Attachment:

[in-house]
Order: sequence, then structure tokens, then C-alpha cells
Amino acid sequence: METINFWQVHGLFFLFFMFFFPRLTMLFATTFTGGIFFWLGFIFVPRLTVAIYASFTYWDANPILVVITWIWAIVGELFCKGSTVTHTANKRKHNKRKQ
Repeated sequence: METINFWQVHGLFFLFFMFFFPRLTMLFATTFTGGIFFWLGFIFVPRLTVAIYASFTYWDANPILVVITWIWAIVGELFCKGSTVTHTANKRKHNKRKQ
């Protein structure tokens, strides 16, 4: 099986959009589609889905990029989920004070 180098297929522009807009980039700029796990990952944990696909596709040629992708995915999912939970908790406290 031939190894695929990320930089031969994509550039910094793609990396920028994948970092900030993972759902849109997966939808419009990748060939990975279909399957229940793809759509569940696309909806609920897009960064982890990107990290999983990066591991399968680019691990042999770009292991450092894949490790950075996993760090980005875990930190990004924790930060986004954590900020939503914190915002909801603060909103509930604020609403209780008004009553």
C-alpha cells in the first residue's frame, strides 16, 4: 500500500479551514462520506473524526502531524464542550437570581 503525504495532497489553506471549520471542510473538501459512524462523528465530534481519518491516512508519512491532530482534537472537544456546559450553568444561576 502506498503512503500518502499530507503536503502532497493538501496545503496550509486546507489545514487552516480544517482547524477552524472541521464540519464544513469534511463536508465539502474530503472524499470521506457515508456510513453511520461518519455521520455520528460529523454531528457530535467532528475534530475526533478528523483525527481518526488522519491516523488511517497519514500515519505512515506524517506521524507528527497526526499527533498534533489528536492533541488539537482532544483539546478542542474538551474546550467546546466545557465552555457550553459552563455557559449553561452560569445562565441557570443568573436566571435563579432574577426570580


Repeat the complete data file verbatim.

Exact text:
[in-house]
Order: sequence, then structure tokens, then C-alpha cells
Amino acid sequence: METINFWQVHGLFFLFFMFFFPRLTMLFATTFTGGIFFWLGFIFVPRLTVAIYASFTYWDANPILVVITWIWAIVGELFCKGSTVTHTANKRKHNKRKQ
Repeated sequence: METINFWQVHGLFFLFFMFFFPRLTMLFATTFTGGIFFWLGFIFVPRLTVAIYASFTYWDANPILVVITWIWAIVGELFCKGSTVTHTANKRKHNKRKQ
């Protein structure tokens, strides 16, 4: 099986959009589609889905990029989920004070 180098297929522009807009980039700029796990990952944990696909596709040629992708995915999912939970908790406290 031939190894695929990320930089031969994509550039910094793609990396920028994948970092900030993972759902849109997966939808419009990748060939990975279909399957229940793809759509569940696309909806609920897009960064982890990107990290999983990066591991399968680019691990042999770009292991450092894949490790950075996993760090980005875990930190990004924790930060986004954590900020939503914190915002909801603060909103509930604020609403209780008004009553």
C-alpha cells in the first residue's frame, strides 16, 4: 500500500479551514462520506473524526502531524464542550437570581 503525504495532497489553506471549520471542510473538501459512524462523528465530534481519518491516512508519512491532530482534537472537544456546559450553568444561576 502506498503512503500518502499530507503536503502532497493538501496545503496550509486546507489545514487552516480544517482547524477552524472541521464540519464544513469534511463536508465539502474530503472524499470521506457515508456510513453511520461518519455521520455520528460529523454531528457530535467532528475534530475526533478528523483525527481518526488522519491516523488511517497519514500515519505512515506524517506521524507528527497526526499527533498534533489528536492533541488539537482532544483539546478542542474538551474546550467546546466545557465552555457550553459552563455557559449553561452560569445562565441557570443568573436566571435563579432574577426570580